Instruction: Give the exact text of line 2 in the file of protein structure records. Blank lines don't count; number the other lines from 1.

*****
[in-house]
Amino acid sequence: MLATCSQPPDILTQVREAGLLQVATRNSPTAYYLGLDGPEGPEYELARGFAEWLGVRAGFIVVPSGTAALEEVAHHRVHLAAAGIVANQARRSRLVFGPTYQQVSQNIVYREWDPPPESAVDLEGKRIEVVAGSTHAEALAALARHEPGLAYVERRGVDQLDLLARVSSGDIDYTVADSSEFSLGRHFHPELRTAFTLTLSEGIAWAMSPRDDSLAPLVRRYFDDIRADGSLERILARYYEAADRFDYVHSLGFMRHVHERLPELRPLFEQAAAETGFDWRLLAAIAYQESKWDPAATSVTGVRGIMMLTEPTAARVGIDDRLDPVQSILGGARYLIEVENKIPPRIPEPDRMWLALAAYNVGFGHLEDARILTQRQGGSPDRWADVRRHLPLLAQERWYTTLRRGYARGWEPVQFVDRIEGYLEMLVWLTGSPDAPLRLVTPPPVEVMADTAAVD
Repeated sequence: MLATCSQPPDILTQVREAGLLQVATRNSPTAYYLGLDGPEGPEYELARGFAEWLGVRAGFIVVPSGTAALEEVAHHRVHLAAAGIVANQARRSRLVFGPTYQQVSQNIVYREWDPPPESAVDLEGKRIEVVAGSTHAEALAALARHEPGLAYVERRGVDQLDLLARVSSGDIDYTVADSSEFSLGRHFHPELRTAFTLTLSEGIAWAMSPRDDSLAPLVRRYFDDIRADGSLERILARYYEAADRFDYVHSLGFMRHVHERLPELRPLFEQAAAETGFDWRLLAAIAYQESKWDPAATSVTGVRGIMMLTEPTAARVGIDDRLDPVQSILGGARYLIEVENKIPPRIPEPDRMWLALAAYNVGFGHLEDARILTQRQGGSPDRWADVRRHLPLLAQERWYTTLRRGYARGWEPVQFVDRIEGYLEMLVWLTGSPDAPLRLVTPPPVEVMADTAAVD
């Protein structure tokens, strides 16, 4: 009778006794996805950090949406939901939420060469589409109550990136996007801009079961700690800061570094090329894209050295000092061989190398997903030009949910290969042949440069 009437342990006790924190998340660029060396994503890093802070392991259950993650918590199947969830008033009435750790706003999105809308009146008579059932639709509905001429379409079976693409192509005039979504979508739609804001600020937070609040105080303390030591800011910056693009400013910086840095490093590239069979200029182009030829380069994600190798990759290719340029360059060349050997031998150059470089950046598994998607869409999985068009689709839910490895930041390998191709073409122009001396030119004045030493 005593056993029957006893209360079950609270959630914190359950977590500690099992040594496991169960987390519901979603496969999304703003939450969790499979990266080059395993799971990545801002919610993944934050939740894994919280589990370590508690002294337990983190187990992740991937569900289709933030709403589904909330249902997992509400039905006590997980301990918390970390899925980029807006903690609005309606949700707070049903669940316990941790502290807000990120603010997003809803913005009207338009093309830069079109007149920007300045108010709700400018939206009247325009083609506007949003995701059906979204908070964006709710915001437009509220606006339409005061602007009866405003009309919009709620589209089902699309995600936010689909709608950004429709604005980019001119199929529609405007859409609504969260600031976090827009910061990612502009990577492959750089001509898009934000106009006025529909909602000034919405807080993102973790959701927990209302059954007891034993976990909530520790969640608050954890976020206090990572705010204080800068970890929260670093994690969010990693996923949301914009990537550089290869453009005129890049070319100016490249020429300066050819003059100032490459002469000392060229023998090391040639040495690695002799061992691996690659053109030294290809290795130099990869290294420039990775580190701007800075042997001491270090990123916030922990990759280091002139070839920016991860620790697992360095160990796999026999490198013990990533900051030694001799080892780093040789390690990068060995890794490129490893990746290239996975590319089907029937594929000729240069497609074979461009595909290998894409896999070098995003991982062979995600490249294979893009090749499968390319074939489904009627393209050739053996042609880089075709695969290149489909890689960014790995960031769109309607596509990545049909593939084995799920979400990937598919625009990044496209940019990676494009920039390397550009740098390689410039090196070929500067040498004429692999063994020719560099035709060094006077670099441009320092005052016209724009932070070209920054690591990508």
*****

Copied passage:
Amino acid sequence: MLATCSQPPDILTQVREAGLLQVATRNSPTAYYLGLDGPEGPEYELARGFAEWLGVRAGFIVVPSGTAALEEVAHHRVHLAAAGIVANQARRSRLVFGPTYQQVSQNIVYREWDPPPESAVDLEGKRIEVVAGSTHAEALAALARHEPGLAYVERRGVDQLDLLARVSSGDIDYTVADSSEFSLGRHFHPELRTAFTLTLSEGIAWAMSPRDDSLAPLVRRYFDDIRADGSLERILARYYEAADRFDYVHSLGFMRHVHERLPELRPLFEQAAAETGFDWRLLAAIAYQESKWDPAATSVTGVRGIMMLTEPTAARVGIDDRLDPVQSILGGARYLIEVENKIPPRIPEPDRMWLALAAYNVGFGHLEDARILTQRQGGSPDRWADVRRHLPLLAQERWYTTLRRGYARGWEPVQFVDRIEGYLEMLVWLTGSPDAPLRLVTPPPVEVMADTAAVD